Arctic freshwater ecosystems have responded rapidly to climatic changes over the last half century. Lakes and rivers are experiencing a thinning of the seasonal ice cover, which may increase potential over-wintering freshwater habitat, winter water supply for industrial withdrawal, and permafrost degradation. Here, we combined the use of ground penetrating radar (GPR) and high-resolution (HR) spotlight TerraSAR-X (TSX) satellite data (1.25 m resolution) to identify and characterize floating ice and grounded ice conditions in lakes, ponds, beaded stream pools, and an alluvial river channel. Classified ice conditions from the GPR and the TSX data showed excellent agreement: 90.6% for a predominantly floating ice lake, 99.7% for a grounded ice lake, 79.0% for a beaded stream course, and 92.1% for the alluvial river channel. A GIS-based analysis of 890 surface water features larger than 0.01 ha showed that 42% of the total surface water area potentially provided over-wintering habitat during the 2012/2013 winter. Lakes accounted for 89% of this area, whereas the alluvial river channel accounted for 10% and ponds and beaded stream pools each accounted for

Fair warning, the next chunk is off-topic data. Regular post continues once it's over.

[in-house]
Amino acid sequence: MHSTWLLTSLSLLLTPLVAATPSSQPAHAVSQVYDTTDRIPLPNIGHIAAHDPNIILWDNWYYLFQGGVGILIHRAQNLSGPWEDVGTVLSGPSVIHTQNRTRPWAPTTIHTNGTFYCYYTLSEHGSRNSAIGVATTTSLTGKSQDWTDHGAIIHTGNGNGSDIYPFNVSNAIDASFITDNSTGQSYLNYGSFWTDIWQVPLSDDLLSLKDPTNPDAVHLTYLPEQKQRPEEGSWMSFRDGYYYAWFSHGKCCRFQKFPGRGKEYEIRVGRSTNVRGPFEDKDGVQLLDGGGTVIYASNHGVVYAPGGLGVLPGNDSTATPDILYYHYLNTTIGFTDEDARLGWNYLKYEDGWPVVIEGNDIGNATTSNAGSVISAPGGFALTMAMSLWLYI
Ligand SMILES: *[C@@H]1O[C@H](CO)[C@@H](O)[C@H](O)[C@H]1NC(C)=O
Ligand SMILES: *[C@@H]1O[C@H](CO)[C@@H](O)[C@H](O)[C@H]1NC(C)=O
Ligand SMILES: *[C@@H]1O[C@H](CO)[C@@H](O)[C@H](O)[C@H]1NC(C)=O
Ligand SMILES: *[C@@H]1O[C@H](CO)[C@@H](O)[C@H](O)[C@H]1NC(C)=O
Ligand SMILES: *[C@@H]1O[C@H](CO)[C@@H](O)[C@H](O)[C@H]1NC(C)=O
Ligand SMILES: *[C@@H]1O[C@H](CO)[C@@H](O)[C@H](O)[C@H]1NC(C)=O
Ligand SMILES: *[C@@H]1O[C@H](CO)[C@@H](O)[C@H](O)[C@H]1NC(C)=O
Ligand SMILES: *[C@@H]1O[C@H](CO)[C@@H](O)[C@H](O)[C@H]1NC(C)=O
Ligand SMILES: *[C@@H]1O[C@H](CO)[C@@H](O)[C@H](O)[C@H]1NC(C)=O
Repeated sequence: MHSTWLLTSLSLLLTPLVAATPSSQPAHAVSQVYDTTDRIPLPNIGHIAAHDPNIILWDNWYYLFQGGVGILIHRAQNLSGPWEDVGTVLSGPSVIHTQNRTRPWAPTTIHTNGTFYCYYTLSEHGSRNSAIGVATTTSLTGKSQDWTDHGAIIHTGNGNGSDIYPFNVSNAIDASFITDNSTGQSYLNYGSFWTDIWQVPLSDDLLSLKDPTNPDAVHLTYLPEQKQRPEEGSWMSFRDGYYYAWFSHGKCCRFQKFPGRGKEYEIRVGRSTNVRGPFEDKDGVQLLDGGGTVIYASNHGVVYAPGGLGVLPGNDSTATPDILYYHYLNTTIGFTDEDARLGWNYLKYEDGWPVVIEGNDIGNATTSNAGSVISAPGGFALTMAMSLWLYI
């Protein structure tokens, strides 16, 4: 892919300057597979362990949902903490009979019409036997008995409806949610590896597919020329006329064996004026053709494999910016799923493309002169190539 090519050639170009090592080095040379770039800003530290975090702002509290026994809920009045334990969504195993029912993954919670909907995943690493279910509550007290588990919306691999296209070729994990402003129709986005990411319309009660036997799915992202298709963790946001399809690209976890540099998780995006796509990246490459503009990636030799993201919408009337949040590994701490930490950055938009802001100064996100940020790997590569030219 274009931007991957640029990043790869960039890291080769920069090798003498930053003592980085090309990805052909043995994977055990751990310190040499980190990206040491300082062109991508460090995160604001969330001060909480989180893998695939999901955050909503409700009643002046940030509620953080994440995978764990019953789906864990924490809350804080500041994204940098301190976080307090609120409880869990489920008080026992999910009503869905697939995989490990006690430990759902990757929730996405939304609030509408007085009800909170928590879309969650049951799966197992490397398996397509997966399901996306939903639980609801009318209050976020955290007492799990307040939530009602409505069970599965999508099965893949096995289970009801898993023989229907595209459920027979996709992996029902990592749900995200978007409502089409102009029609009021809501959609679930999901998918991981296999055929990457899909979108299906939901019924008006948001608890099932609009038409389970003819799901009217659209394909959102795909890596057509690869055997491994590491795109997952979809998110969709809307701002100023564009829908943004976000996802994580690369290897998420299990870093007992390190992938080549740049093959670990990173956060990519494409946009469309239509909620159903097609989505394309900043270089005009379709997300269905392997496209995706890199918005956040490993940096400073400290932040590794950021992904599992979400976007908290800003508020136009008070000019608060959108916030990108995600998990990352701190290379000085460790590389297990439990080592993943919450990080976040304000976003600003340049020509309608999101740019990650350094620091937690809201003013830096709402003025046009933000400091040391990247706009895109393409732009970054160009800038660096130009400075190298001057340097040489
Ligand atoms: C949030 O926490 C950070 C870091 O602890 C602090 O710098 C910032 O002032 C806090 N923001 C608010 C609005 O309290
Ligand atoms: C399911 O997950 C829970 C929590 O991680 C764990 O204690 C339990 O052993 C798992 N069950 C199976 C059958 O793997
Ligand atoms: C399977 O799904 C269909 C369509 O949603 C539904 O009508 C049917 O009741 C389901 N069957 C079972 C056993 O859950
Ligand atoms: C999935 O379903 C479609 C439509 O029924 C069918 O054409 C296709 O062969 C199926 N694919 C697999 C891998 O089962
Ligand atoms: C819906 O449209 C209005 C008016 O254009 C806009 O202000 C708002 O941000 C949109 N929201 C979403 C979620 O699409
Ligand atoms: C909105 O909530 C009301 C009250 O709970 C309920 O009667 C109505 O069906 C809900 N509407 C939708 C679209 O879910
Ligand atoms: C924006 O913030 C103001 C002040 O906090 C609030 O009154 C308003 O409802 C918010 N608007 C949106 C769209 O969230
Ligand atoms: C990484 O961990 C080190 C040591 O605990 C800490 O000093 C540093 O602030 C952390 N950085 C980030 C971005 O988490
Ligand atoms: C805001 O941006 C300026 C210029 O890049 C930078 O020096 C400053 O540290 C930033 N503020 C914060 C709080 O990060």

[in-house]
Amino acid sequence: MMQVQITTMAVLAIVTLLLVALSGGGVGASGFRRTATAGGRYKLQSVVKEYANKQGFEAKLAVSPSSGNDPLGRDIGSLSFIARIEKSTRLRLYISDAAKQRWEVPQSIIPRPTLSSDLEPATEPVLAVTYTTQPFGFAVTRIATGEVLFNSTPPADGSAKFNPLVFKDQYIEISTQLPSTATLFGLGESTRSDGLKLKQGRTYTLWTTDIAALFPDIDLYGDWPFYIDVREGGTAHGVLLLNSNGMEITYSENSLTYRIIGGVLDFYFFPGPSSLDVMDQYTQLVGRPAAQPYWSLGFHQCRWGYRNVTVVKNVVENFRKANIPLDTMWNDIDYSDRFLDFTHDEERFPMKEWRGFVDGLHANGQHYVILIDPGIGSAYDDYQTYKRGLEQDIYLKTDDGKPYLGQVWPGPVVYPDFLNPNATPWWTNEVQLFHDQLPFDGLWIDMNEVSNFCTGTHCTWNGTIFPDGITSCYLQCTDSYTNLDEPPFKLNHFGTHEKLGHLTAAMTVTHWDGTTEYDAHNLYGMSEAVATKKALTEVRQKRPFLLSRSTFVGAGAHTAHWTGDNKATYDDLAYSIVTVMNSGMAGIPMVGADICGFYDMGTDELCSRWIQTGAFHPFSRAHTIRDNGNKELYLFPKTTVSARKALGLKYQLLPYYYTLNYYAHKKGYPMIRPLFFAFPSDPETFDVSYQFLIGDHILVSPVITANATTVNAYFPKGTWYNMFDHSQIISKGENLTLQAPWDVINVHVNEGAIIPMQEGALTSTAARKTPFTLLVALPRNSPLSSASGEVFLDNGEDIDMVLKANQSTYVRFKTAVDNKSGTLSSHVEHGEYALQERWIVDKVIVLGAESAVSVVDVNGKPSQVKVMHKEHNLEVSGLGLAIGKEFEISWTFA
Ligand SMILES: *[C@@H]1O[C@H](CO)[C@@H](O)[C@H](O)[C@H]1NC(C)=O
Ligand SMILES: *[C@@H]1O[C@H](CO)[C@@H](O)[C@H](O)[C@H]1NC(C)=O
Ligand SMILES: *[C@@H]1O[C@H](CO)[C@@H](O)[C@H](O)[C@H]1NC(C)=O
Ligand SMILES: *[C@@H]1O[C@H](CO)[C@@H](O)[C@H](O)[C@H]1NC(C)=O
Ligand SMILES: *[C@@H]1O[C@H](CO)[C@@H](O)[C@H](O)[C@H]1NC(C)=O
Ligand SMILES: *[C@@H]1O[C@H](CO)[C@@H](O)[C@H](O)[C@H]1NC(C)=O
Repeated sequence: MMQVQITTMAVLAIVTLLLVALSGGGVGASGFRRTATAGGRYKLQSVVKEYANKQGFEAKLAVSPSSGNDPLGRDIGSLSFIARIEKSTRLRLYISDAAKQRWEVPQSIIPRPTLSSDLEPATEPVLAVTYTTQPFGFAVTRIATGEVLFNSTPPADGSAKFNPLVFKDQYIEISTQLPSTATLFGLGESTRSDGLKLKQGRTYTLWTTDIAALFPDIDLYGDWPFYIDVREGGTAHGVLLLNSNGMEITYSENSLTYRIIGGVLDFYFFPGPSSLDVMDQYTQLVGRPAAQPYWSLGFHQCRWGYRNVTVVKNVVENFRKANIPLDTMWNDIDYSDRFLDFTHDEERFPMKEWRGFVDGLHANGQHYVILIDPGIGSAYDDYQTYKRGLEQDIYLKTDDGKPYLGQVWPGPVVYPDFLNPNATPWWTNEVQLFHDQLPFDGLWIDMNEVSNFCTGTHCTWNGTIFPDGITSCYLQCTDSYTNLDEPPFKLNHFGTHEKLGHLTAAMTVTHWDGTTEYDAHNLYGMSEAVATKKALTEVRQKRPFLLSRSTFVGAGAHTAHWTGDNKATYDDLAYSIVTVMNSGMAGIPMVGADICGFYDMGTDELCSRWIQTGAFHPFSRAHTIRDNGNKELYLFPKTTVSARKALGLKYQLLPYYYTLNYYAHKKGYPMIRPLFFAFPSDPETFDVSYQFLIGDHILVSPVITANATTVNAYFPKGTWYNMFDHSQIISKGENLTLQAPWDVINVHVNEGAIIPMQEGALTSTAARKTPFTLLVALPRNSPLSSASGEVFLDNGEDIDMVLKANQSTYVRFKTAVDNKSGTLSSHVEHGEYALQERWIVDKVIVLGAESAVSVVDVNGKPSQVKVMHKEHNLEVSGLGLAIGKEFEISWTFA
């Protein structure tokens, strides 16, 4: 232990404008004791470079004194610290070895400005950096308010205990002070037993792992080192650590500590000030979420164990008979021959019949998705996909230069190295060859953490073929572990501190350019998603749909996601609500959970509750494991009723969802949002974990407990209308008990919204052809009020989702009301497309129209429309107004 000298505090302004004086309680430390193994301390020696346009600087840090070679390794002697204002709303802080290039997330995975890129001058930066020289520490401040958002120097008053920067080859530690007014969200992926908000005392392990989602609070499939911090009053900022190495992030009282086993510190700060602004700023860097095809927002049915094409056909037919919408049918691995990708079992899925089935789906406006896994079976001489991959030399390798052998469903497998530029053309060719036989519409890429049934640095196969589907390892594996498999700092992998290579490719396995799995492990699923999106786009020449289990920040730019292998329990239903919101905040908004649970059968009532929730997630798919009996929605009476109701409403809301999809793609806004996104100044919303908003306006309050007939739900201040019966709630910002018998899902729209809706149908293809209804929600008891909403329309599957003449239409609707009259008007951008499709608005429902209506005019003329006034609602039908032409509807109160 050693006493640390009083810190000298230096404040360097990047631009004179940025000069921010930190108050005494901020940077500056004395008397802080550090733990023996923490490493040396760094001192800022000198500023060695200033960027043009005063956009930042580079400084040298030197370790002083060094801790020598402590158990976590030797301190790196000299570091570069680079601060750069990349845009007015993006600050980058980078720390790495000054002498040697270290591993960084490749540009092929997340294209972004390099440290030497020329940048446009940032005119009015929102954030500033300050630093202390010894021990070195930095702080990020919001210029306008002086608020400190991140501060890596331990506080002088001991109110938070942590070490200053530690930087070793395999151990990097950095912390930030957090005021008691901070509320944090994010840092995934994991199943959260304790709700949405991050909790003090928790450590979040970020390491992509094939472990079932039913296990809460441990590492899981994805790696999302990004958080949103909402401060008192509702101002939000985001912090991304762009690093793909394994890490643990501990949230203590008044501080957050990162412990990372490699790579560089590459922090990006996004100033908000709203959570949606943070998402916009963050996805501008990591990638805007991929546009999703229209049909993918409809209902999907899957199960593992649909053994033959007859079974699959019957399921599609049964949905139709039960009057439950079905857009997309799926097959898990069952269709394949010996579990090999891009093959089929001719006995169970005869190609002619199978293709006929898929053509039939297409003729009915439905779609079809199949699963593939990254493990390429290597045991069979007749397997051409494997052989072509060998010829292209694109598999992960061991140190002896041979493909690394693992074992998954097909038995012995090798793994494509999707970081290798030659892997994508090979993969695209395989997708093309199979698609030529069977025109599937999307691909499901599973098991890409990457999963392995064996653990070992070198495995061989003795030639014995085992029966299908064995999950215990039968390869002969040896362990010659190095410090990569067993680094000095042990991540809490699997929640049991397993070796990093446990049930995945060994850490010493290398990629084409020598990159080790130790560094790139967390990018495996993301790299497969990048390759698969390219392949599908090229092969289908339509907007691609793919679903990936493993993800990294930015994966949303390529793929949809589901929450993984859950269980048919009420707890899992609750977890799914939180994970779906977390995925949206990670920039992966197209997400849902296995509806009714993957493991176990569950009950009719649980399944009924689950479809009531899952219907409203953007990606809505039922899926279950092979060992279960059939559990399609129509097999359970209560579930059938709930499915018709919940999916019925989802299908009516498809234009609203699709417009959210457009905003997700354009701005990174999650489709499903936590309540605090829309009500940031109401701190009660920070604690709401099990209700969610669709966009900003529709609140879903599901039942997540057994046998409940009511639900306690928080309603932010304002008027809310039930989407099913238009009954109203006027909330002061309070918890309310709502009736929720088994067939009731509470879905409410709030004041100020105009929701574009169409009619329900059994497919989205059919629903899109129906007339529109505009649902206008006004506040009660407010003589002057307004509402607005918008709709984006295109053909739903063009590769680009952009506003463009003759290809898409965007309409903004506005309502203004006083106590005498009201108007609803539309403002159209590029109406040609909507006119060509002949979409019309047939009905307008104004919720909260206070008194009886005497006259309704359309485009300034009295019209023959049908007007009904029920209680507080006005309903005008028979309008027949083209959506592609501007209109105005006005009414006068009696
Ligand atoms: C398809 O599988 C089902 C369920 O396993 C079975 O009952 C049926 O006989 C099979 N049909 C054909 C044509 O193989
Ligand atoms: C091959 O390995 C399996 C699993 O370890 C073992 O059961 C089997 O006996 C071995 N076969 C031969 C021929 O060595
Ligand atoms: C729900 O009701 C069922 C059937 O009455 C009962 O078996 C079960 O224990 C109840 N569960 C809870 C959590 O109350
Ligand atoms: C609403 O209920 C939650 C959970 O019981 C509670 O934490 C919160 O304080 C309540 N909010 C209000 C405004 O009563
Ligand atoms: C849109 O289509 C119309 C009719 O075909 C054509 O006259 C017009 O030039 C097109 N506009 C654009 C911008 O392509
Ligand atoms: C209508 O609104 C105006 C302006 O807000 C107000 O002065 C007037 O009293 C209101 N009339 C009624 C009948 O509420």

Jones, B.M., A. Gusmeroli, C.D. Arp, T. Strozzi, G. Grosse, B.V. Gaglioti, M.S. Whitman. 2013. Classification of freshwater ice conditions on the Alaskan Arctic Coastal Plain using ground penetrating radar and TSX satellite data. Journal of Remote Sensing. 34: 8267-8279. DOI: doi: 10.1080/2150704X.2013.834392.